A Head Full of Ghosts by Paul Tremblay
Published by William Morrow, 304 pages, $26
In this mind-bending book, reality has as many layers as a piece of phyllo pastry. An interview forces 23-year-old Merry to look back at her experiences as an 8-year-old. Back then, her 14-year-old sister, Marjorie, seemed to be showing signs of either schizophrenia or demonic possession. Or maybe she was just eerily wise to unwelcome truths in her family and cleverly using her disturbing outbursts to call attention to them. In any case, doctors didn’t seem to have any answers, so their religious father turned to a local priest. Father Wanderly thought an exorcism was in order—but he also invited a reality show to film the family drama.
At times Marjorie’s craziness seems like a well-crafted fiction, and there are moments when she seems pretty normal, which is equally unnerving. But then she’ll share a convincing vision of weeds and roots strangling the world, or tell Merry that she’s going to yank out her tongue and wear it as a necklace. And how to explain the moving furniture Marjorie seems to have manipulated? Her chatty blog mocking the TV coverage adds another dimension, prompting the question “What’s real?” all the more. And the suspense builds until Tremblay, a master puppeteer of truth and lies, much like Marjorie, takes us to yet another unexpected place of horror.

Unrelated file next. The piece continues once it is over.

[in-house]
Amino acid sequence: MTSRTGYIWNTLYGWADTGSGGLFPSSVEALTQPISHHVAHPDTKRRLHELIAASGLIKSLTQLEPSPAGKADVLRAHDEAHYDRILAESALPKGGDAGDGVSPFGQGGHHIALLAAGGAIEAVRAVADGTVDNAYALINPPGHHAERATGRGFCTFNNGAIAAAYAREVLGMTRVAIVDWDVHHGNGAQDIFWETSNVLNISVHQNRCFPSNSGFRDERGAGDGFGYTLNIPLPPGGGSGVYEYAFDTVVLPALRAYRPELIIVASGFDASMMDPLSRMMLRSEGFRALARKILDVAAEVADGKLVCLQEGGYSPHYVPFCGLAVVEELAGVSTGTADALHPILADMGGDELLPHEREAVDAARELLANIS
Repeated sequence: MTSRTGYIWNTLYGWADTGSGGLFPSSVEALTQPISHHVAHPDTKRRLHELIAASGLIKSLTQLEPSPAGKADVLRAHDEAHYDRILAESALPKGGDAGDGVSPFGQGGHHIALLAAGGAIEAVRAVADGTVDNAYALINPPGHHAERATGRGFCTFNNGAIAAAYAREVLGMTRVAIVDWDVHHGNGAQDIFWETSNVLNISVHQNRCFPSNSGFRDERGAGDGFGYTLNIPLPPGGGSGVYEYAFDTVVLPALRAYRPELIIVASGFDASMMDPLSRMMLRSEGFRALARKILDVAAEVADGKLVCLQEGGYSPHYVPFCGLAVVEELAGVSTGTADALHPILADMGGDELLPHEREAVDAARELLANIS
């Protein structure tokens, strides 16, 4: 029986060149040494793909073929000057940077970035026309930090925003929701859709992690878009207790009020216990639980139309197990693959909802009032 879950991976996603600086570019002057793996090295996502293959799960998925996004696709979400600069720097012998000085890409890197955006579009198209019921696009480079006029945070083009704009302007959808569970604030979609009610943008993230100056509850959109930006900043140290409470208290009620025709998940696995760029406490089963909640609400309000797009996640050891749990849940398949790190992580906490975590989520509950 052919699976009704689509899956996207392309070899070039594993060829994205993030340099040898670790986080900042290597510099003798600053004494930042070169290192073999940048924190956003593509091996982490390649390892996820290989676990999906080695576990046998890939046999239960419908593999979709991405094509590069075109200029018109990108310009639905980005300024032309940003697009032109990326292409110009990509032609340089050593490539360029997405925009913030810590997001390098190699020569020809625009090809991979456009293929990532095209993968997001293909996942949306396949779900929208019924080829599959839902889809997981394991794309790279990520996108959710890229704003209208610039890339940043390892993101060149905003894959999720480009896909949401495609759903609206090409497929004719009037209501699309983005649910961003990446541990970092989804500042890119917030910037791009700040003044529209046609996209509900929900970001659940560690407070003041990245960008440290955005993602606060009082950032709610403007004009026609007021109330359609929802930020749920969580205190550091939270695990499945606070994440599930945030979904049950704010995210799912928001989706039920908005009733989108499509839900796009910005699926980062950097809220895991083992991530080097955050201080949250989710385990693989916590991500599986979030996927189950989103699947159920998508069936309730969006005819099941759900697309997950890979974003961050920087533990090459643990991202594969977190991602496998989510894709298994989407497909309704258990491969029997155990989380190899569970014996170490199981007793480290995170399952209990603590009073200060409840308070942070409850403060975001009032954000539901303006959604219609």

From page 219: Father Wanderly repeated his instructions. “To all present, please respond with, ‘Lord have mercy.’ ”
Marjorie said, “But later when he invokes the name of a saint you’re supposed to say ‘pray for us’ after each one. Merry, if you don’t do this correctly, you’re going to get a demon inside you, one that has pointy scales and sharp horns, and then you’ll be in hell, like me.”